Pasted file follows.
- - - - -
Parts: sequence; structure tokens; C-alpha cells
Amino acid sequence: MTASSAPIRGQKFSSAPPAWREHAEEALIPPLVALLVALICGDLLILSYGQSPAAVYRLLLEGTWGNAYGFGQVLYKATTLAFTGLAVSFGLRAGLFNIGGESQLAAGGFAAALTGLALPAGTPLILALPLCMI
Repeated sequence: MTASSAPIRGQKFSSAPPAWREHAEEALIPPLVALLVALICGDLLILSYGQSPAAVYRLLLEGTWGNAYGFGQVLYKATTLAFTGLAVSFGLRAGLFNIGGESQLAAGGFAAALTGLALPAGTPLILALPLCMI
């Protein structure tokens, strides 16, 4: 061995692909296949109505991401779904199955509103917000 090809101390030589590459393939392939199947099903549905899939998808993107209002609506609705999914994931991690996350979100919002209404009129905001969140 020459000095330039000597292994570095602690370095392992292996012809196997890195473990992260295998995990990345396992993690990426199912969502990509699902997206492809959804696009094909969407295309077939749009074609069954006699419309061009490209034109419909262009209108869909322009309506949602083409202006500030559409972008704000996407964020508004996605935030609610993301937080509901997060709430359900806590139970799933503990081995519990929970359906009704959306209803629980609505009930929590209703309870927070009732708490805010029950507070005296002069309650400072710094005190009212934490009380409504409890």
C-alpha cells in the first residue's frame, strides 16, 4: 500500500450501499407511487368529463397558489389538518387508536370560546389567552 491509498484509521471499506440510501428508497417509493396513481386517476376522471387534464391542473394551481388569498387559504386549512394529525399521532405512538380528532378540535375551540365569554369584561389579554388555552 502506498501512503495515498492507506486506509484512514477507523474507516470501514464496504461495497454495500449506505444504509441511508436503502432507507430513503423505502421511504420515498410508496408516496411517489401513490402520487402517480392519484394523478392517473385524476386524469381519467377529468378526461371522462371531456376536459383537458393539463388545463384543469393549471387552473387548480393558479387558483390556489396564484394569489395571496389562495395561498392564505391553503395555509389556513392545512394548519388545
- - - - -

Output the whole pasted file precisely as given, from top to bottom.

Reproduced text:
Parts: sequence; structure tokens; C-alpha cells
Amino acid sequence: MTASSAPIRGQKFSSAPPAWREHAEEALIPPLVALLVALICGDLLILSYGQSPAAVYRLLLEGTWGNAYGFGQVLYKATTLAFTGLAVSFGLRAGLFNIGGESQLAAGGFAAALTGLALPAGTPLILALPLCMI
Repeated sequence: MTASSAPIRGQKFSSAPPAWREHAEEALIPPLVALLVALICGDLLILSYGQSPAAVYRLLLEGTWGNAYGFGQVLYKATTLAFTGLAVSFGLRAGLFNIGGESQLAAGGFAAALTGLALPAGTPLILALPLCMI
């Protein structure tokens, strides 16, 4: 061995692909296949109505991401779904199955509103917000 090809101390030589590459393939392939199947099903549905899939998808993107209002609506609705999914994931991690996350979100919002209404009129905001969140 020459000095330039000597292994570095602690370095392992292996012809196997890195473990992260295998995990990345396992993690990426199912969502990509699902997206492809959804696009094909969407295309077939749009074609069954006699419309061009490209034109419909262009209108869909322009309506949602083409202006500030559409972008704000996407964020508004996605935030609610993301937080509901997060709430359900806590139970799933503990081995519990929970359906009704959306209803629980609505009930929590209703309870927070009732708490805010029950507070005296002069309650400072710094005190009212934490009380409504409890």
C-alpha cells in the first residue's frame, strides 16, 4: 500500500450501499407511487368529463397558489389538518387508536370560546389567552 491509498484509521471499506440510501428508497417509493396513481386517476376522471387534464391542473394551481388569498387559504386549512394529525399521532405512538380528532378540535375551540365569554369584561389579554388555552 502506498501512503495515498492507506486506509484512514477507523474507516470501514464496504461495497454495500449506505444504509441511508436503502432507507430513503423505502421511504420515498410508496408516496411517489401513490402520487402517480392519484394523478392517473385524476386524469381519467377529468378526461371522462371531456376536459383537458393539463388545463384543469393549471387552473387548480393558479387558483390556489396564484394569489395571496389562495395561498392564505391553503395555509389556513392545512394548519388545